Electronic retinas restore the vision of two patients with retinitis pigmentosa
03 May 2012
Professor Robert MacLaren, professor of ophthalmology at the University of Oxford, and Mr Tim Jackson, a consultant ophthalmic surgeon at King's College Hospital in London, are leading a clinical trial to restore sight using pioneering eye implants.
Two participants in the trial, who lost their sight through retinitis pigmentosa, were able to detect light immediately after an electronic retina was implanted in the back of their eyes, and are now beginning to experience some restoration of useful vision. 10 further patients will be fitted with the device as part of the clinical trial in the UK.
The retinal implants have been developed by Retina Implant of Germany to restore some sight to people with retinitis pigmentosa, an inherited eye condition. Retina Implant’s devices are designed to replace the lost cells in the retina. Patients have a small microchip containing 1,500 tiny electronic light detectors implanted below the retina. The optic nerve is able to pick up electronic signals from the microchip and patients can begin to regain some sight once more.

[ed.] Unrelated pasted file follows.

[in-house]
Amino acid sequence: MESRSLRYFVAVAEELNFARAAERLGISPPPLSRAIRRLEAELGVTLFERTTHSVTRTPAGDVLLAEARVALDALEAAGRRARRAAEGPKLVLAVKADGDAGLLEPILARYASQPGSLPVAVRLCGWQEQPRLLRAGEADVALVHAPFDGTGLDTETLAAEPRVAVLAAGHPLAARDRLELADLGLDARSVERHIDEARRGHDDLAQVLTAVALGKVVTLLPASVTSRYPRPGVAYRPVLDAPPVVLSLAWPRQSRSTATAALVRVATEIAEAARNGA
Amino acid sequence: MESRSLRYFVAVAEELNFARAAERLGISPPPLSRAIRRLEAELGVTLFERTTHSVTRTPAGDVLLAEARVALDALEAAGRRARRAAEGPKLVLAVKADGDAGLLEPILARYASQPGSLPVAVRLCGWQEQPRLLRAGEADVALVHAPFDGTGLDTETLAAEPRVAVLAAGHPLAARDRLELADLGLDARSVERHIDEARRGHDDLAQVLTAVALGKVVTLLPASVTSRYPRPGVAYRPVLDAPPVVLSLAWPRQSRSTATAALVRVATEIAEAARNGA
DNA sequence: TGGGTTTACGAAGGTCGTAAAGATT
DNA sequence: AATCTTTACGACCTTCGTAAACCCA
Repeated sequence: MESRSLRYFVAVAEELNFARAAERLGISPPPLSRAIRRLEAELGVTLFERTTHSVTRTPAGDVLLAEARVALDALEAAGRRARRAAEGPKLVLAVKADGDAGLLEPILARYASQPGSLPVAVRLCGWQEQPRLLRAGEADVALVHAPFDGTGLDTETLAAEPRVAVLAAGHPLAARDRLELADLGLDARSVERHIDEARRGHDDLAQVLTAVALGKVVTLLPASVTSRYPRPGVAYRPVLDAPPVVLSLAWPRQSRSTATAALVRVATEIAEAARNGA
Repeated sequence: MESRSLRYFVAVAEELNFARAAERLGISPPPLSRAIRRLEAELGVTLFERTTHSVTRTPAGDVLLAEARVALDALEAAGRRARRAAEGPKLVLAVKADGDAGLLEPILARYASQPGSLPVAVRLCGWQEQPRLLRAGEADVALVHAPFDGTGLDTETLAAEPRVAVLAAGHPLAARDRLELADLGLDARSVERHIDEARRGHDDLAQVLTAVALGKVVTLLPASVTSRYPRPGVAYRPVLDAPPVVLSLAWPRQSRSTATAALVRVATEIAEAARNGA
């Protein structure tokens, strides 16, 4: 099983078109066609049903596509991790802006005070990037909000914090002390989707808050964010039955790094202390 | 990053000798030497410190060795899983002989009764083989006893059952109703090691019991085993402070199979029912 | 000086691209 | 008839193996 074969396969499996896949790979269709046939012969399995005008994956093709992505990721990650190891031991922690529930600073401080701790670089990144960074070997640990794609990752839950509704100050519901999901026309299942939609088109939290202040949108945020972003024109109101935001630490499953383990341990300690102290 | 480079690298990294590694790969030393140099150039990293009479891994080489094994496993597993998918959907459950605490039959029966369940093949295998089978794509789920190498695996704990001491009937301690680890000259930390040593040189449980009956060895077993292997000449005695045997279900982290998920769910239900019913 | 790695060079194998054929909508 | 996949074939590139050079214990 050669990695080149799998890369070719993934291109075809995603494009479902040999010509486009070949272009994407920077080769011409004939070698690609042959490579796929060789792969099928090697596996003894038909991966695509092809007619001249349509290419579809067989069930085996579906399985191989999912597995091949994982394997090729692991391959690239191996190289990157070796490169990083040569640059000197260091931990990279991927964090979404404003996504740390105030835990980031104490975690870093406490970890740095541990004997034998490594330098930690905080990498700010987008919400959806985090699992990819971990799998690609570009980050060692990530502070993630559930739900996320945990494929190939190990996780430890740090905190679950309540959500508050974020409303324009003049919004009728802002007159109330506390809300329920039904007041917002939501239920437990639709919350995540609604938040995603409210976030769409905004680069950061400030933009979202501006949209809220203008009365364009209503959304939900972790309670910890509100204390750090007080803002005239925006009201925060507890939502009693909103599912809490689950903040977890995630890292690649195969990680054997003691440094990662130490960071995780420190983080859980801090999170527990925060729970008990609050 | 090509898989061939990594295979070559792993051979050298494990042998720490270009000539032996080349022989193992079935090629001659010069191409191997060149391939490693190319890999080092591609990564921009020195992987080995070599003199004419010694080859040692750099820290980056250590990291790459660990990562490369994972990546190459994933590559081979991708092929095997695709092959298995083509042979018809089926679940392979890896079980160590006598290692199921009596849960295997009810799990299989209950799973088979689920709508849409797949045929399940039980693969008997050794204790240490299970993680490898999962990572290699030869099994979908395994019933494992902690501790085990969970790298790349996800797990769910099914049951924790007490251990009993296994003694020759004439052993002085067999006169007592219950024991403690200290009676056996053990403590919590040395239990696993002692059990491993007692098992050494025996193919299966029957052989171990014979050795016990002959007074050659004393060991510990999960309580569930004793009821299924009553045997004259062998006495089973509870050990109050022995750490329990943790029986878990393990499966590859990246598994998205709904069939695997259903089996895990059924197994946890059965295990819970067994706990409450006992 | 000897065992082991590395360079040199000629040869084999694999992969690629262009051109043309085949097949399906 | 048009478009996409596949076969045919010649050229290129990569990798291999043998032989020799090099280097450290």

Professor Robert MacLaren said: “What makes this unique is that all functions of the retina are integrated into the chip. It has 1,500 light sensing diodes and small electrodes that stimulate the overlying nerves to create a pixellated image. Apart from a hearing aid-like device behind the ear, you would not know a patient had one implanted.”
Dr Dolores Conroy, Director of Research at Fight for Sight added: “Retinitis pigmentosa is one of the most common inherited diseases of the retina. The news from this pioneering trial that some useful vision can be regained will be extremely welcome to the thousands of people losing their sight or who are living with sight loss due to this devastating eye condition.”
To find out more about the study, please visit http://www.ox.ac.uk/media/news_stories/2012/120503.html